- Kyle Chayka on Allbirds, Everlane, and other blasé Silicon Valley brands reflecting the casually affluent and white-collarless world that produced them: "Allbirds’s glorified slippers are most useful if all you do is pad around an office all day, and even then you should still avoid inclement weather. They’ll support your feet for a few hours at a standing desk but not a service job. The informal style of Entireworld would be great for an L.A. creative director but not if your job has an actual dress code. The innate exclusivity is wrapped in a veneer of non-exclusivity. Functionalism is affected but not enacted. It echoes how digital platforms like Facebook, Uber, and Airbnb are meant to be democratic—anyone with an internet connection can use them—but in practice they work in very different ways for different users, benefitting some and excluding or exploiting others."
- IBM's design history as represented through posters and typography.
- Understanding the history of your industry, and the companies that came (and collapsed) before, greatly increases the chances of finding the unique recipe that will make it possible to survive long enough to make an impact.
- A look at what product-market fit wayfinding looks like in a robotics startup. We've worked with a number of robotics startups over the years, for both consumer and industrial applications. In some ways, industrial robots resemble appliances: they are given particular controlled contexts, and very specific jobs to do. Consumer robots on the other hand, operate with the expectation of being able to handle a weirder, wider array of scenarios and spaces, all without skilled technicians to set them up or maintain them. Add to that the pricing pressures on consumer products, and the opportunity space shrinks down to a tiny sliver. To succeed within that sliver is very nearly a magic trick, requiring shrewd engineering, brilliant marketing, thoughtful design, and as with all things, a good deal of timing and luck.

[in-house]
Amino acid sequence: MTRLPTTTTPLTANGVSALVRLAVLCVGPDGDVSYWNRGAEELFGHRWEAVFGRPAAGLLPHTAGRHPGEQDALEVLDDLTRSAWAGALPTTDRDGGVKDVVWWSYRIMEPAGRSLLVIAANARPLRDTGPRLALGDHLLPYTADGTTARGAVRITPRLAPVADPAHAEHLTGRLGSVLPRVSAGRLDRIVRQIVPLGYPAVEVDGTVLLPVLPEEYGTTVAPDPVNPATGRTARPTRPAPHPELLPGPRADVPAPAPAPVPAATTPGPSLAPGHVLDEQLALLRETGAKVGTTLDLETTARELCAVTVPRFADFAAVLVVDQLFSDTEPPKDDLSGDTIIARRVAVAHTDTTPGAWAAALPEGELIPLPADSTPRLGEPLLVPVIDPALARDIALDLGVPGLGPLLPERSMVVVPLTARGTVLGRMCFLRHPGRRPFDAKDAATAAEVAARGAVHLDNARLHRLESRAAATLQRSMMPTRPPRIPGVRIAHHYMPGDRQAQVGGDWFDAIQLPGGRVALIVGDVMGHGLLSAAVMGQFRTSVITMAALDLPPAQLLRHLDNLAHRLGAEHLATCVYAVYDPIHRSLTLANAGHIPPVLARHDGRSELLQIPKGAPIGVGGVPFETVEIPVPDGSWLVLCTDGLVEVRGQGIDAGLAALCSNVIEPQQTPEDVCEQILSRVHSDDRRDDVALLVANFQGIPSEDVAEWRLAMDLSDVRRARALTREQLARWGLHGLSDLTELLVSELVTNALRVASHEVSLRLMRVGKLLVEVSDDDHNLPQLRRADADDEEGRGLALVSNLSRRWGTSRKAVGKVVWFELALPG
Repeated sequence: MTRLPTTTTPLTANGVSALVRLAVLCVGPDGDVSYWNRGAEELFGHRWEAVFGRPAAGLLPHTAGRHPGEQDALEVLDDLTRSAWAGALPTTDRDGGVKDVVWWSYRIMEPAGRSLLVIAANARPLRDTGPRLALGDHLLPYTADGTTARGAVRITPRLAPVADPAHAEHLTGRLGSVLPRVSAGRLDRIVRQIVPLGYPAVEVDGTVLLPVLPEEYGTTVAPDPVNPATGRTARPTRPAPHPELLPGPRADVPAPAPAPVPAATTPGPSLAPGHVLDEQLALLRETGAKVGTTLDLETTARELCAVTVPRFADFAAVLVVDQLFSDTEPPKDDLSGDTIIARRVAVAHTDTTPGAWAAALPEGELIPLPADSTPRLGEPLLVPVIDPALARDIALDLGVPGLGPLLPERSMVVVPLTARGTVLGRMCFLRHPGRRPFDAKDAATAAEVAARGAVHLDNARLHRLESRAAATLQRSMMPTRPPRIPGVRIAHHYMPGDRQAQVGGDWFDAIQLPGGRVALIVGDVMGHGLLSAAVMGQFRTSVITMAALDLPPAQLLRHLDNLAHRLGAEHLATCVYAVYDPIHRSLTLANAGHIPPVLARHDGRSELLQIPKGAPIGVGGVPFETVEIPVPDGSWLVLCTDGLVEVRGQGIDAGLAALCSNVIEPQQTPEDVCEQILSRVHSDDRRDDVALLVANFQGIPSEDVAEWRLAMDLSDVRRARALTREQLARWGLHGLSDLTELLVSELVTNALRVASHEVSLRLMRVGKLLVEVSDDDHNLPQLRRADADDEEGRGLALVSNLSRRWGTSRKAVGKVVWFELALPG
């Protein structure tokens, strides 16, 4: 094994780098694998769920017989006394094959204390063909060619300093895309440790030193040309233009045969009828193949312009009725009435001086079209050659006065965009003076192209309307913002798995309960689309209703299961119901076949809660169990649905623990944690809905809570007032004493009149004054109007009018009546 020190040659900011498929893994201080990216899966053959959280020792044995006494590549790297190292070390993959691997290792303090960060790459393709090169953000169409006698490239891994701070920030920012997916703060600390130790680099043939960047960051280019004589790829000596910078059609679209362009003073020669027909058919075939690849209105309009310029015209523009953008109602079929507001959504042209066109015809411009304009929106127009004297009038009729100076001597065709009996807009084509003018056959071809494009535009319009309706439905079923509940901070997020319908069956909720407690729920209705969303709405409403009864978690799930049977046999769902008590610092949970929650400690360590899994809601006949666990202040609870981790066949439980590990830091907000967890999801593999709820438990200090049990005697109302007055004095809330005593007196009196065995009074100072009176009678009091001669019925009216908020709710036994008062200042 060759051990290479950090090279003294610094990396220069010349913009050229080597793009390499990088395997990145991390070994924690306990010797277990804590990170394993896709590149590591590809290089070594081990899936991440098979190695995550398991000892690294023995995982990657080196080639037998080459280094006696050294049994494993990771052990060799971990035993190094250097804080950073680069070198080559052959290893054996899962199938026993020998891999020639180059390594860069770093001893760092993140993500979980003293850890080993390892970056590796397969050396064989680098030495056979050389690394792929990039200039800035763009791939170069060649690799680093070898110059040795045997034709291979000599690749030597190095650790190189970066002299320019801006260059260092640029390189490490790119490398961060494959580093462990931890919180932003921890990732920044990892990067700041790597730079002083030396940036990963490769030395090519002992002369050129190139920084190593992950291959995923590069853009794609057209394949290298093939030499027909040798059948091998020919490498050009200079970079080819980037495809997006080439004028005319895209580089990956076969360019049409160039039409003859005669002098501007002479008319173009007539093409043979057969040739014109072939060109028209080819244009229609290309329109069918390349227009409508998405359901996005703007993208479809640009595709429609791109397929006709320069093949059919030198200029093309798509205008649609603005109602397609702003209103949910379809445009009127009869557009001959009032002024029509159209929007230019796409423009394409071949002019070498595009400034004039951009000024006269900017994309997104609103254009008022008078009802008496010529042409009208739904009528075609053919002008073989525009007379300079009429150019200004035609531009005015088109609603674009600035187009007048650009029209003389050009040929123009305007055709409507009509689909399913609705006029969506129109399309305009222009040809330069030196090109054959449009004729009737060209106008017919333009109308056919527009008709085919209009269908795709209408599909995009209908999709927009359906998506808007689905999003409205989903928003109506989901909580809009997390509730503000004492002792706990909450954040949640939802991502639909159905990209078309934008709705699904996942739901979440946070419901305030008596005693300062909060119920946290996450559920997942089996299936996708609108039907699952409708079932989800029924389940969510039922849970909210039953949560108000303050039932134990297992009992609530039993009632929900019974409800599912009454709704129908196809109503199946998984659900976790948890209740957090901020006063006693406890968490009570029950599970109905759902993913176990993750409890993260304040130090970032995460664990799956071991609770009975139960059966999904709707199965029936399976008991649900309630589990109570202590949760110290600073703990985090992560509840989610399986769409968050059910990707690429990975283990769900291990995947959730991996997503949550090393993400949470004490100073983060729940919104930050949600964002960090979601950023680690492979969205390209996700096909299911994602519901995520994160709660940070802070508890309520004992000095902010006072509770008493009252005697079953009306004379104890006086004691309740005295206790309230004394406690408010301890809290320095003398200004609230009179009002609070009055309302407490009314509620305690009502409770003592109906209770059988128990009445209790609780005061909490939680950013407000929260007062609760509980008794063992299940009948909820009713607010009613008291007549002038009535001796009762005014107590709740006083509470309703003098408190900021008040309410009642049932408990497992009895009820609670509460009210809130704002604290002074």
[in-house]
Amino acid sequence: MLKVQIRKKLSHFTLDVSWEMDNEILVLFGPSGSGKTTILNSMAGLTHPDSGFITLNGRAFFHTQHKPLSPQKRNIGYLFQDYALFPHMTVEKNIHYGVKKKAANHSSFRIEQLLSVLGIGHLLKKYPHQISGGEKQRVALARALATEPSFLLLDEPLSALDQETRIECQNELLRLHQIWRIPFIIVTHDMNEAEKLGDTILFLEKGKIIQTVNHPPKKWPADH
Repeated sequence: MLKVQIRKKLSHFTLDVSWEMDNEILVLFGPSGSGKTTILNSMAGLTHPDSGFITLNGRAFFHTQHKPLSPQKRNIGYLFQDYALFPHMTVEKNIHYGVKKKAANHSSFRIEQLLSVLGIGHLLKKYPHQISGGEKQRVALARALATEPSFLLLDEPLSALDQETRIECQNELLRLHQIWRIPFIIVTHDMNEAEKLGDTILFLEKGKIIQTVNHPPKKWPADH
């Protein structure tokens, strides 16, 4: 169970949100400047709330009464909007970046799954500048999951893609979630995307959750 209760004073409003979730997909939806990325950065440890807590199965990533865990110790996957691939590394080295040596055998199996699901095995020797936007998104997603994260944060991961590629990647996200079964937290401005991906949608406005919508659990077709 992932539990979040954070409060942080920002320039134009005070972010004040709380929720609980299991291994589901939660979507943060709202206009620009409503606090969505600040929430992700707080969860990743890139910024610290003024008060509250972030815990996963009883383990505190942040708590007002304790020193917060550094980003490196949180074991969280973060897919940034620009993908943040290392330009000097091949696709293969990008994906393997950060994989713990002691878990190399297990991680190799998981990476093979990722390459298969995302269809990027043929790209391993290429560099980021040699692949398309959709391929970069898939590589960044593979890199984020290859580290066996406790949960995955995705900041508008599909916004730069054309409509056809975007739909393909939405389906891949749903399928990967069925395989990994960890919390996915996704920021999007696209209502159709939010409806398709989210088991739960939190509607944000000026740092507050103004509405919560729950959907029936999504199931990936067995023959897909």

- Grasping is among the technical hurdles preventing more useful robots from entering complex and constantly changing environments like the home, though the field is progressing quickly towards greater gripping capabilities and comprehensive modeling of how objects exist and move in the world. For now, the costs of the combined vision, computing, and mechanical grasping systems are above the consumer level threshold, instead serving industries like warehouse fulfillment and food packing.
- An article from the Boston Globe on the freshly made meal food-vending startup Spyce. The author writes of "robots making meals" though that's a vast overstatement of what is really happening. Such linguistic simplification on behalf of eager technologists isn't just inaccurate, it's an act of erasure for the real, very human labor toiling behind the curtain. In the case of Spyce, the food is picked, cleaned, sorted, and cut by human hands before it reaches the automated hoppers that then combine, heat, and dispense. Put into a more complete context, the robots are not so magical. The smoke-and-mirrors show here resembles the broader branding mirage common to top-tier restaurants and tech companies alike: one or more prominent (usually white, usually male, usually affluent) individuals act as the public-facing symbol of bold, brand new innovation while behind the scenes the products (whether gourmet meals or slick smartphones) are only possible because of the many skilled hands (often of color, often female, often underpaid) performing the substance of the work itself.
Roadmapping the Future:
- A wide-ranging story on vaping, teen culture, the startups challenging the gigantic tobacco industry, and a bit of history on smoking in general. The anecdote of teenagers buying vapes wholesale on Alibaba with pre-paid debit cards and then hawking them via sales promoted through Snapchat feels like a hyper-capitalist, U.S. flavor of cyberpunk come true—a profitable hustle by young people as clever as they are aware, nihilism delivered complete with CGI dancing hot dogs, exchanging wry imagery as the world heads towards disaster through no fault of their own. When the world burns, might as well make that money, might as well vape.
- While citizens of wealthy nations enjoy bespoke medical implants or fantasize about augmented reality futures and cyborg upgrades, much of the world gets by without even the most basic of assistive technologies. The New York Times describes the huge impact that bringing glasses to people living in poverty around the world can have, and some of the technologies that are making it easier to diagnose and treat impaired vision.